Friday, June 11, 2010


It only occurred to me a year or so ago that religion is crucial to the creation of culture. (Case and point, Elantris by Brandon Sanderson.)

I don’t think a story has to have religion to be good, but it’s something to consider. Stephenie Meyer’s Twilight series steers away from religious beliefs—I think Bella mentions in some clause somewhere that she’s never believed in it, and that’s that. The books are successful, no religion necessary. There are a handful of epic and heroic fantasy novels that don’t dwell in religion either. (Call to readers: posts ones you know of in comments for fun-times’ sake.)

Anyway, religion has become larger and larger in my writing as it’s progressed. I remember, in the planning process of TR, coming up with a central plot feature and being surprised that it was entirely religious. (Of course, when you come up with story ideas whilst sitting in church, that’s bound to happen.)

A lot of writers insert their beliefs and moral code into what they write, whether they intend to or not. I don’t. At least, I don’t think I do. For me, fantasy is something entirely different from my actual life. As far as I know, I’ve never preached in my books. But, as I get deeper into TR, I find my characters soul-searching (literally) more than I thought they would. At the end of chapter 13, I think, “Huh, isn’t that interesting. More work for me, as now I have to keep this up.”

Quote a la Day:

“I think . . .” Esrov hesitated, starting up the same path Ranny had, “I think it’s my soul.”
“Soul?” Todorov asked. “Do we have souls?”
“Shouldn’t we?” he countered, staring at his feet. “What else makes us live the way we do, makes us more than just another animal in the woods?”
Todorov shrugged. “Brains, I guess. I don’t know, I guess I never thought about it. I mean, if we have something more than that, then . . .” He paused, rubbing his head. “Goads, I don’t know. I hate this philosophical stuff.”


Who could know the sorts of things
That make a body whole?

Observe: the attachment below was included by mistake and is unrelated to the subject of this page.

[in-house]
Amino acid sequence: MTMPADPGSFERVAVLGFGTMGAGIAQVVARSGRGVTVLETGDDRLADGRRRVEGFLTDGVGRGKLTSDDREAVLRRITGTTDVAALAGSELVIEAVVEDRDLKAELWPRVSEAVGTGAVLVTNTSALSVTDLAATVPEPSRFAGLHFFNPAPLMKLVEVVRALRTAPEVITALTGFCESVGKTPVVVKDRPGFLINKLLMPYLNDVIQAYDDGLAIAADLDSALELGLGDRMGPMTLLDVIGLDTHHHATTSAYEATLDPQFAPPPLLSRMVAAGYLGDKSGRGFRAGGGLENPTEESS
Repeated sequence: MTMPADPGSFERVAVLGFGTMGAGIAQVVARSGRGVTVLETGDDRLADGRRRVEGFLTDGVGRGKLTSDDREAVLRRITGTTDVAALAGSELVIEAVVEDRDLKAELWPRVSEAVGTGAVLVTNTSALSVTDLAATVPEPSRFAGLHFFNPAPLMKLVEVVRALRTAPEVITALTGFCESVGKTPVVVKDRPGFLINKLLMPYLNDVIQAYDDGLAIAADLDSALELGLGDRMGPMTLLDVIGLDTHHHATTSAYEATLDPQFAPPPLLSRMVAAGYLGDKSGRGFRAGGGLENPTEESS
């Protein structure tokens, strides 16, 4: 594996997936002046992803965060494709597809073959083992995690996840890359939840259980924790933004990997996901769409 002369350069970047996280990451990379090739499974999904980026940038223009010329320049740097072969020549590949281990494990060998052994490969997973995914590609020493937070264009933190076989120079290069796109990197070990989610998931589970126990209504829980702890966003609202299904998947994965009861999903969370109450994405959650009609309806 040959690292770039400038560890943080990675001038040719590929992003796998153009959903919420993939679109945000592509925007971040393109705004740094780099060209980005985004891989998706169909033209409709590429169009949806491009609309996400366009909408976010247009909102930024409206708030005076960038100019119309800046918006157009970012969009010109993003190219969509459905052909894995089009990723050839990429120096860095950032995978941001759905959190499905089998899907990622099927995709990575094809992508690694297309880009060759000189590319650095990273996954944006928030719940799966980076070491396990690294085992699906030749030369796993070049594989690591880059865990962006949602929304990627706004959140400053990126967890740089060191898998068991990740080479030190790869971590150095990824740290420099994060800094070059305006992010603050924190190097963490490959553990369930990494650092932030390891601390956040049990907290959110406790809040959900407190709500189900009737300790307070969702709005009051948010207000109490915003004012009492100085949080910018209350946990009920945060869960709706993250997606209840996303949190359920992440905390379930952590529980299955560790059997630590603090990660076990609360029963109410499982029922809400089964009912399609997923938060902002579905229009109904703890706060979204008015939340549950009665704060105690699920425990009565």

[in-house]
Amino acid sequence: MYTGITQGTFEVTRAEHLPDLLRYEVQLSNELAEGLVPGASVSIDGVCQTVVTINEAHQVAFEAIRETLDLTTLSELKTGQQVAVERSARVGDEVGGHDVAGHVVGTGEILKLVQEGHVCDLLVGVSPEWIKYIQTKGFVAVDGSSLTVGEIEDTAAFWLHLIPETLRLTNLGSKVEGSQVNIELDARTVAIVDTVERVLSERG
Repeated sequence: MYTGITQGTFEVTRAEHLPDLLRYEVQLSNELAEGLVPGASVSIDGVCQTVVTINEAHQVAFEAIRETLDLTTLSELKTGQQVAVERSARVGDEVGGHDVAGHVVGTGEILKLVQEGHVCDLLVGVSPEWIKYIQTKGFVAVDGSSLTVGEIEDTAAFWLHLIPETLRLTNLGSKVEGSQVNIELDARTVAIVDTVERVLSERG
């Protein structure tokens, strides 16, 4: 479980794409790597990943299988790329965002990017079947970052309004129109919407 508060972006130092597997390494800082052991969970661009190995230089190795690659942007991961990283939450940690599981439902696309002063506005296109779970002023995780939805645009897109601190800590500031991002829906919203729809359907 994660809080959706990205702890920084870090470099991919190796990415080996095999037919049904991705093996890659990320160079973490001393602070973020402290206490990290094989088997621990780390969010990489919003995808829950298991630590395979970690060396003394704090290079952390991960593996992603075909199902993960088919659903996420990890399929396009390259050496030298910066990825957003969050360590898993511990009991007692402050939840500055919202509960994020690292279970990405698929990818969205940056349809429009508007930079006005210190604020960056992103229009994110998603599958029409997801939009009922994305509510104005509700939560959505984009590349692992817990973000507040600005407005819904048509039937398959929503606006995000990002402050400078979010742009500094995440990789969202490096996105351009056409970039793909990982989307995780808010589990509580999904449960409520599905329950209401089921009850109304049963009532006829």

But when I cut into my skin,
I cannot see a soul.

-The Raimos, Chapter 13


  1. Yeah, even if the protagonist isn't religious, there will at least most likely be some religious influence that has shaped the protagonist's culture, so it's a good thing to keep in mind when world-building.
    The amount of religious themes I've used has varied from book to book. I needed to research Hinduism a lot for my one in India, for example. But I'd like to try my hand at creating a fictional religion some time.

  2. Twilight steered away from religion in the story, but it was just a huge, blatant bastardization of mormon ideals it came through quite clear. Wanting to be bit by Edward to be "married for eternity?" Choosing the boy she could have "forever" verses "until she died?" Meyer didn't exactly have a subtle touch when dabbling mormonism with vampirism.

    As for religion, it is easily my most favorite part of writing a fantasy novel, mostly because nearly every culture in the world has a form of religion permeating through it. Think about it: do you know anywhere in our world where you could go and have there be no religion? It's a cultural, worldwide phenomena. So, when concocting a fantasy story, one of my favorite parts is figuring out exactly how much of an influence the religion has on the society. We have holidays in the United States based on major christian events. We aren't all christian, but that influence is still there. This could apply to a fantasy world too; even a non-believer of whatever deities you as an author concocts has to be influenced by them in some particular way.

    Long story short, making fake religions is fun. Yeah, that pretty much sums up all my previous blathering.